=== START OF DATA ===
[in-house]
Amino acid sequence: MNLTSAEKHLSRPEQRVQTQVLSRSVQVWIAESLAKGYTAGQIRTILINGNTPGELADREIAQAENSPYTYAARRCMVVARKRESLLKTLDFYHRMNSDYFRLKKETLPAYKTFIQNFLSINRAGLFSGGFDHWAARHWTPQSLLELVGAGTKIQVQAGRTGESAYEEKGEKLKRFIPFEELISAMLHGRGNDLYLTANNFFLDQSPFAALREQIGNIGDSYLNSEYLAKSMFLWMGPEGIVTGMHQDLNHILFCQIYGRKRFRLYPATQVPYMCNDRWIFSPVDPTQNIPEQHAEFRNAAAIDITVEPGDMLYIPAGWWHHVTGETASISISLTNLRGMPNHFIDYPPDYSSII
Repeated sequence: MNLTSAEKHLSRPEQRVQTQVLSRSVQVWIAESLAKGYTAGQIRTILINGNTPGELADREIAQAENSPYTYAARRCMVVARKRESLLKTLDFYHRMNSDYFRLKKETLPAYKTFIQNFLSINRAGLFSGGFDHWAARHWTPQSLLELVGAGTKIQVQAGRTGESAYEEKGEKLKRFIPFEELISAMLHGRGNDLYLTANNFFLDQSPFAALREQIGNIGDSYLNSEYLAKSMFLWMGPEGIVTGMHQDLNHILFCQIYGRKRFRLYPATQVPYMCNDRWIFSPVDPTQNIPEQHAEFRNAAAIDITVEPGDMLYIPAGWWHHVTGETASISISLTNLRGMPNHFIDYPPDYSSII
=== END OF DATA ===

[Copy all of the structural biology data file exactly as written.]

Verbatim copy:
[in-house]
Amino acid sequence: MNLTSAEKHLSRPEQRVQTQVLSRSVQVWIAESLAKGYTAGQIRTILINGNTPGELADREIAQAENSPYTYAARRCMVVARKRESLLKTLDFYHRMNSDYFRLKKETLPAYKTFIQNFLSINRAGLFSGGFDHWAARHWTPQSLLELVGAGTKIQVQAGRTGESAYEEKGEKLKRFIPFEELISAMLHGRGNDLYLTANNFFLDQSPFAALREQIGNIGDSYLNSEYLAKSMFLWMGPEGIVTGMHQDLNHILFCQIYGRKRFRLYPATQVPYMCNDRWIFSPVDPTQNIPEQHAEFRNAAAIDITVEPGDMLYIPAGWWHHVTGETASISISLTNLRGMPNHFIDYPPDYSSII
Repeated sequence: MNLTSAEKHLSRPEQRVQTQVLSRSVQVWIAESLAKGYTAGQIRTILINGNTPGELADREIAQAENSPYTYAARRCMVVARKRESLLKTLDFYHRMNSDYFRLKKETLPAYKTFIQNFLSINRAGLFSGGFDHWAARHWTPQSLLELVGAGTKIQVQAGRTGESAYEEKGEKLKRFIPFEELISAMLHGRGNDLYLTANNFFLDQSPFAALREQIGNIGDSYLNSEYLAKSMFLWMGPEGIVTGMHQDLNHILFCQIYGRKRFRLYPATQVPYMCNDRWIFSPVDPTQNIPEQHAEFRNAAAIDITVEPGDMLYIPAGWWHHVTGETASISISLTNLRGMPNHFIDYPPDYSSII